MANHATTAN, Kan. – Even when times are good, some Kansas farmers are losing money. It’s the nature of a business that is often at the mercy of weather, disease, fluctuating markets and more.
But a 10-year analysis by Kansas State University farm management economist Greg Ibendahl indicates that it is not the same set of farms that are losing money regularly.
“Things like weather and pricing and marketing decisions have an influence on what happens to net farm income,” Ibendahl said, “and those are the things that change a farmers’ ability to earn a profit in any given year.”
“Farmers are sometimes good at marketing, and sometimes they’re not. Sometimes it depends on when they pull the trigger (on selling their crops or livestock).”
Ibendahl studied data available through the Kansas Farm Management Association, an organization that has provided individual service to the state’s farmers for more than 80 years.
For this particular analysis, he used KFMA data from 2011 to 2020 to look at the average net farm income in Kansas, including the number of farms that experienced losses.
“Even in the very best years, we always have a group of farms with negative net income,” Ibendahl said. “For example, 2020 was a really good year for farm profitability in Kansas. But we still had 9% of farms that had negative net farm income.”
The losses, however, are more pronounced in down years. In 2015, Ibendahl said 40% of Kansas farms studied had negative net income.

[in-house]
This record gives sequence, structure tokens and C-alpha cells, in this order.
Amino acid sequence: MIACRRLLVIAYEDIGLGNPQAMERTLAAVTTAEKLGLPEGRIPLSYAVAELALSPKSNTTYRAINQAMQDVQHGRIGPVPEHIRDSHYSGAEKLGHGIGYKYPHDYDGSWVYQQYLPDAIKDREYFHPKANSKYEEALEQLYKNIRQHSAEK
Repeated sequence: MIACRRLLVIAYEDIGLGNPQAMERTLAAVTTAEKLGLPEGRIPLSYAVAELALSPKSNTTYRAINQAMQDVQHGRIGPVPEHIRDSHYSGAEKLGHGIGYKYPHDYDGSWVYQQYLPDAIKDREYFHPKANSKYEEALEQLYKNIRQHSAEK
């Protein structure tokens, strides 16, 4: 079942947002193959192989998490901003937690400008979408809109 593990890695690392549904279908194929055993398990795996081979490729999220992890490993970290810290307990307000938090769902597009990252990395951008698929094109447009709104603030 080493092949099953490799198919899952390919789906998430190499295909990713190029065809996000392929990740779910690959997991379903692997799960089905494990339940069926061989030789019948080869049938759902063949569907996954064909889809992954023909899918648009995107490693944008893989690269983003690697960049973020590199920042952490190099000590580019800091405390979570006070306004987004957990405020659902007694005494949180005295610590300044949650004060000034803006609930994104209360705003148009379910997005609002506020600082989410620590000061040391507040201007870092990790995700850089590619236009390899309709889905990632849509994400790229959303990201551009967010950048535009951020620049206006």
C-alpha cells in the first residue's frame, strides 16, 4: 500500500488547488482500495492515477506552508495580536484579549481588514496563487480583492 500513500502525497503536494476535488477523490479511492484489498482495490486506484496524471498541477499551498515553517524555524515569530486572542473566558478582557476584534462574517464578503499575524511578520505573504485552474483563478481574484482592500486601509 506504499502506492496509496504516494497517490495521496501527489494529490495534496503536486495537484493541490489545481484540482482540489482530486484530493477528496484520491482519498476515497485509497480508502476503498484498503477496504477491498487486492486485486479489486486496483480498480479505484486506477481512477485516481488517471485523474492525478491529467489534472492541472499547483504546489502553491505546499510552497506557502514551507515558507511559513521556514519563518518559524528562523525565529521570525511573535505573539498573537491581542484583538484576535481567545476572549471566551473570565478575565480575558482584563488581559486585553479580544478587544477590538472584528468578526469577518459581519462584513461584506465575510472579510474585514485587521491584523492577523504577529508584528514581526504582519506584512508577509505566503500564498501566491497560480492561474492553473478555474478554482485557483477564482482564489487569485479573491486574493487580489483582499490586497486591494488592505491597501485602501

“So my question was when I looked at our data… is this the same set of farms, because if it is, I don’t think they’re going to stay in business,” Ibendahl said.
Turns out, it was not the same farms losing money year after year.
“We found out that if you take the 10 year average of all farms (studied in the KFMA database), only 5.5% of those farms had a 10 year average below zero,” Ibendahl said.
During the 10 years studied, roughly two-thirds of Kansas farms lost money two or fewer years. “There’s really only a handful of farms during that time that had negative net farm income for five years or more. And there could be more factors at play,” Ibendahl said.
The analysis did not take into account an increase in land values over the same period, so Ibendahl says farmers’ losses may not be exactly as the statistics indicate.
More information on the Kansas Farm Management Association and services available through that organization also is available online.
— Pat Melgares, K-State Research and Extension news service